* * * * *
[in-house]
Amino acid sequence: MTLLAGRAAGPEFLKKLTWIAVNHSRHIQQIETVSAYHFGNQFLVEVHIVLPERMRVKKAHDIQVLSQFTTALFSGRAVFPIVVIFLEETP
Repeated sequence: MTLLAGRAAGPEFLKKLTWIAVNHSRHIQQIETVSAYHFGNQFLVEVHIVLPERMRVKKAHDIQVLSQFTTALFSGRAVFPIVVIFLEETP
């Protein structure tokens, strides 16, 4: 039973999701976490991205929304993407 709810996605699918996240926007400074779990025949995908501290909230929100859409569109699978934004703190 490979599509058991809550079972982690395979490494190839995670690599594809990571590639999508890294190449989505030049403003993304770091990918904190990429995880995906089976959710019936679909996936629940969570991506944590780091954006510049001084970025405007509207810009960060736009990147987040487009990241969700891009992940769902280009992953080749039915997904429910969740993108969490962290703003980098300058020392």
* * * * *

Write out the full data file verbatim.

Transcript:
[in-house]
Amino acid sequence: MTLLAGRAAGPEFLKKLTWIAVNHSRHIQQIETVSAYHFGNQFLVEVHIVLPERMRVKKAHDIQVLSQFTTALFSGRAVFPIVVIFLEETP
Repeated sequence: MTLLAGRAAGPEFLKKLTWIAVNHSRHIQQIETVSAYHFGNQFLVEVHIVLPERMRVKKAHDIQVLSQFTTALFSGRAVFPIVVIFLEETP
């Protein structure tokens, strides 16, 4: 039973999701976490991205929304993407 709810996605699918996240926007400074779990025949995908501290909230929100859409569109699978934004703190 490979599509058991809550079972982690395979490494190839995670690599594809990571590639999508890294190449989505030049403003993304770091990918904190990429995880995906089976959710019936679909996936629940969570991506944590780091954006510049001084970025405007509207810009960060736009990147987040487009990241969700891009992940769902280009992953080749039915997904429910969740993108969490962290703003980098300058020392």